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Samyang AF 50mm f/1.4 FE – Build and handling
Measuring 74mm in diameter and 98mm long, the Samyang is pretty sizeable for a 50mm lens. But it remains smaller than the current benchmark designs in this class: Sony’s FE 50mm f/1.4 and the Sigma 50mm f/1.4 DG HSM Art for full-frame DSLRs, particularly if you pair the latter with the Sigma MC-11 mount converter for use on a Sony camera.
Its 585g weight is also more manageable than either of the above alternatives. Personally, I found it well matched to the Alpha 7 II body, but if you believe the purpose of mirrorless systems is to substantially down-size your kit, then Sony’s two f/1.8 offerings are both considerably smaller and less than half the weight.
The lens balances well on the relatively compact Alpha 7-series bodies
In terms of barrel shape, Samyang has taken a similar approach to both Sony and Zeiss. A relatively narrow-diameter section immediately adjacent to the mount leaves space for your fingers to wrap around the camera’s handgrip, and beyond this the barrel flares outwards to house the bulk of the optical system.
Right at the front is a bayonet mount for the deep petal-shaped plastic lens hood, which provides excellent physical protection to the front element and can be reversed snugly over the barrel when not in use.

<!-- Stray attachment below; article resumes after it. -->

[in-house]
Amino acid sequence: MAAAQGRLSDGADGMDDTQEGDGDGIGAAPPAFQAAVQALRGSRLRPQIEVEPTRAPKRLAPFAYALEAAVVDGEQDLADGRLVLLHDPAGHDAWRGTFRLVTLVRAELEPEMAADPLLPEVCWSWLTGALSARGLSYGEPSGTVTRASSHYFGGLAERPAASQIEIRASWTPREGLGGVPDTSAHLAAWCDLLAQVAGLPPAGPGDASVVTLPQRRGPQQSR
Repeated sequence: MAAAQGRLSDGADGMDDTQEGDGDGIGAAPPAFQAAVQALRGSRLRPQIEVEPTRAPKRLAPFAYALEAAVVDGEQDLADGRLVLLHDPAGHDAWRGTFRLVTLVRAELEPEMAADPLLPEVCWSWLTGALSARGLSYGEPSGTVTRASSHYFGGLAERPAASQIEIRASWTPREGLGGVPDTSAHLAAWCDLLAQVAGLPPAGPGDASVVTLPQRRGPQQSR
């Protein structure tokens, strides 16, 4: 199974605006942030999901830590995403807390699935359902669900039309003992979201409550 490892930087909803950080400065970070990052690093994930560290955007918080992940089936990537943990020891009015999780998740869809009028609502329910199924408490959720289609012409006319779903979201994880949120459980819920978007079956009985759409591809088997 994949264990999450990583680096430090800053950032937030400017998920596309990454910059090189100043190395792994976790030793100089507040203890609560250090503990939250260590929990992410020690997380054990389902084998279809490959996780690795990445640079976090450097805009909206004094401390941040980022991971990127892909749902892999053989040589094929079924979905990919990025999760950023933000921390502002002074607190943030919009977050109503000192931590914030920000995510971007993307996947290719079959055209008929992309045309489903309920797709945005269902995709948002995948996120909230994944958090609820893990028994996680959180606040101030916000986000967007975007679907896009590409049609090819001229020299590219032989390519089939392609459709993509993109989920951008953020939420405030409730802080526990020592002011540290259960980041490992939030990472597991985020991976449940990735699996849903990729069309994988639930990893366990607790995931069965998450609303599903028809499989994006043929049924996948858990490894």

The lens is currently only available in Sony E-mount
While Samyang’s early offerings could feel crudely put together, its newer lenses have a rather more premium feel. This extends to the new 50mm, which certainly feels like a quality product. Metallic red and silver bands next to the smoothly rotating, finely ridged manual focus ring add a subtle touch of sophistication to the matte black finish.
However, photographers who mainly shoot outdoors should note that Samyang makes no claim of any form of weather-sealing.
Samyang AF 50mm f/1.4 FE – Autofocus
Given that this is one of Samyang’s first autofocus designs, the firm has done a creditable job. Its autofocus isn’t especially quick, but for most purposes it’s perfectly adequate, and it certainly isn’t as frustratingly slow as Sony’s budget FE 50m f/1.8.
While the focus motor isn’t entirely silent, its high-pitched whirring is unlikely to be intrusive in anything other than a completely silent room. During real-world shooting, I experienced few problems with focus accuracy or consistency, particularly when the subject was placed towards the centre of the frame.